Five Incredible Art Deco Artists

With its strong geometric shapes, clean lines and bold colors, Art Deco is one of the most easily recognizable design movements of all time. You can see elements of it just about everywhere you turn — from architecture, to furniture, to jewelry and everything in between. In fact, some of the most famous buildings in the world are built in the Art Deco style, including the Chrysler Building and Radio City Music Hall.

The term “Art Deco” was first used in the mid-1920s when architect Le Corbusier titled a series of articles he wrote about the Exposition Internationale des Arts Décoratifs et Industriels Modernes “1925 Expo: Arts Deco”. However, it wasn’t until 1968 that the term came into popular use when historian Bevis Hillier published a book titled “Art Deco of the 20s and 30s”.

The style, which was heavily influenced by Cubism, Constructivism, Futurism, Art Nouveau and possibly even Egyptian and Aztec art, was fashionable throughout the 1920s and 1930s. In the late 1930s and early 1940s, however, its popularity declined as it was seen as being too extravagant for wartime.

 Below I’ve listed five of my favorite Art Deco artists along with several pieces of their work. Enjoy!

René Lalique

René Lalique (1860-1945) was a French glass artist who is best known for his jewelry, vases, hood ornaments, perfume bottles, chandeliers and clocks. The dragonfly brooch shown below is probably my favorite of his pieces.

 

Tamara de Lempicka

Tamara de Lempicka (1898 – 1980) is one of my all-time favorite artists. I absolutely love her bold use of color and the angular composition that is often seen in her pieces. Her style is easily recognizable and is sometimes referred to as “soft cubism”.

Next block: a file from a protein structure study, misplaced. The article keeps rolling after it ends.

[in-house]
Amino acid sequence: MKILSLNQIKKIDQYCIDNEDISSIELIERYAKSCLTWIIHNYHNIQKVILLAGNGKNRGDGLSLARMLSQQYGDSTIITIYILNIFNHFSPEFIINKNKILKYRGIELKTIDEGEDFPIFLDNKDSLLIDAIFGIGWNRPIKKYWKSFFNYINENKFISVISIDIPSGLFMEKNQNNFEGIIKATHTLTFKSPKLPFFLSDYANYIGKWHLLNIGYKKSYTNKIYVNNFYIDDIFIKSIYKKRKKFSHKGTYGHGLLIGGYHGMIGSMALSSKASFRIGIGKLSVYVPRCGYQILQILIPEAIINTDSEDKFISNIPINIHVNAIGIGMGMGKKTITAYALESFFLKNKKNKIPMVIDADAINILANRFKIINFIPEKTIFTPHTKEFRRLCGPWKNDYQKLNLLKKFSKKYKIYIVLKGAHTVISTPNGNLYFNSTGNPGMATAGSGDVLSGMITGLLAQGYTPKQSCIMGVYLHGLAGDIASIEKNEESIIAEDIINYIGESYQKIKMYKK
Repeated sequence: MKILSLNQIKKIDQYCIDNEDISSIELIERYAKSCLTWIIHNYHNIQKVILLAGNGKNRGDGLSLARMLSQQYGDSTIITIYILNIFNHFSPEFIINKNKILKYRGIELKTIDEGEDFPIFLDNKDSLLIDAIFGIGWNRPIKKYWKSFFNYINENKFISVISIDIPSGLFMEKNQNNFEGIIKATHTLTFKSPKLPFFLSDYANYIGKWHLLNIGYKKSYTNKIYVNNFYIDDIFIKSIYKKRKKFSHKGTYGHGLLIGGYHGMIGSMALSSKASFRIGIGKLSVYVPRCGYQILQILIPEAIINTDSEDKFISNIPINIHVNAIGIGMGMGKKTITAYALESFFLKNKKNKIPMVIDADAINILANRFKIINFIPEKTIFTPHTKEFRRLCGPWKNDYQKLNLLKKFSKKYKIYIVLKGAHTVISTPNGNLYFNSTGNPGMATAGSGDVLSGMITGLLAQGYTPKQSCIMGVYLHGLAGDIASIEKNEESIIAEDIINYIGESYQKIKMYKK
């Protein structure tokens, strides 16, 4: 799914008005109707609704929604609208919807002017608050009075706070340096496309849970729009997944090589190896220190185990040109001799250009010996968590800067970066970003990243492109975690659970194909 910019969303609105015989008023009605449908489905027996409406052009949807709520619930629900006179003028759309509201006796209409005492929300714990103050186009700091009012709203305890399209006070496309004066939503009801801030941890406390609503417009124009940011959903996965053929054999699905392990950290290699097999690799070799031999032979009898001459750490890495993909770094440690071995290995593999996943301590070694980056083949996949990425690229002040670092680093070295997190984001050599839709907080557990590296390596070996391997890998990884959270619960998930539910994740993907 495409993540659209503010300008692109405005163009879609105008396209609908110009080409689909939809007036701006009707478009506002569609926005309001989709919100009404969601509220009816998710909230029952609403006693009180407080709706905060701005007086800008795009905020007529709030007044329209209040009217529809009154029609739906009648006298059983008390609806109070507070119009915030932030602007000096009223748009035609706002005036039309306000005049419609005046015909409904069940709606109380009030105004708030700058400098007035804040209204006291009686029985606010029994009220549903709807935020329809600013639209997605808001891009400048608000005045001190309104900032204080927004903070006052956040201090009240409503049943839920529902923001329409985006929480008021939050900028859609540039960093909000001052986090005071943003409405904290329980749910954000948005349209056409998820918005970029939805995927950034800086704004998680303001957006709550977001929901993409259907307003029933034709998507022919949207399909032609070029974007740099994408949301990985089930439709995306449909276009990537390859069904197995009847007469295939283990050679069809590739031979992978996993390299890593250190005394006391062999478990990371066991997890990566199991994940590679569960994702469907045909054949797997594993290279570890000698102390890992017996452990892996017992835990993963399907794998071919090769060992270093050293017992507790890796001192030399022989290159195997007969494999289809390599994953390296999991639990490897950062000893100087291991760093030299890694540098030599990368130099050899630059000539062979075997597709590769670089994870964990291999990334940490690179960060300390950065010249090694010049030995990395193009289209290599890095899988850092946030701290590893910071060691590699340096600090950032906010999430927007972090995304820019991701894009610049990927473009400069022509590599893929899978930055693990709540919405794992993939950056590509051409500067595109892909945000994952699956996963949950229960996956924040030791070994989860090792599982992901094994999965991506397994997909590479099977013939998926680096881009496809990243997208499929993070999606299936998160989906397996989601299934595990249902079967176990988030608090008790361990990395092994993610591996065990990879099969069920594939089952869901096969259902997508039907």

Paul Manship

Paul Manship (1885-1966) is a well-known sculptor whose work can be found in countless museums and public spaces throughout the United States. Perhaps his best known piece is Prometheus, the large fountain at Rockefeller Center. 

 

Georges Barbier

Georges Barbier (1882-1932) is a French illustrator who is most known for his fashion illustrations. Throughout his career, he also tried his hand at designing costumes, jewelry, glass and wallpaper. In addition, he wrote a number of articles for the French fashion magazine La Gazette du Bon Ton.

 

Hildreth Meière

Hildreth Meière (1892-1961) was one of the most prolific Art Deco artists, creating many prominent works throughout the United States. Some of her most well-known pieces include the medallions on Radio City Music Hall, a number of panels and mosaics at the Nebraska State Capitol building, the ceiling of the St. Louis Cathedral and Resurrection Chapel of the National Cathedral in Washington, DC.

 





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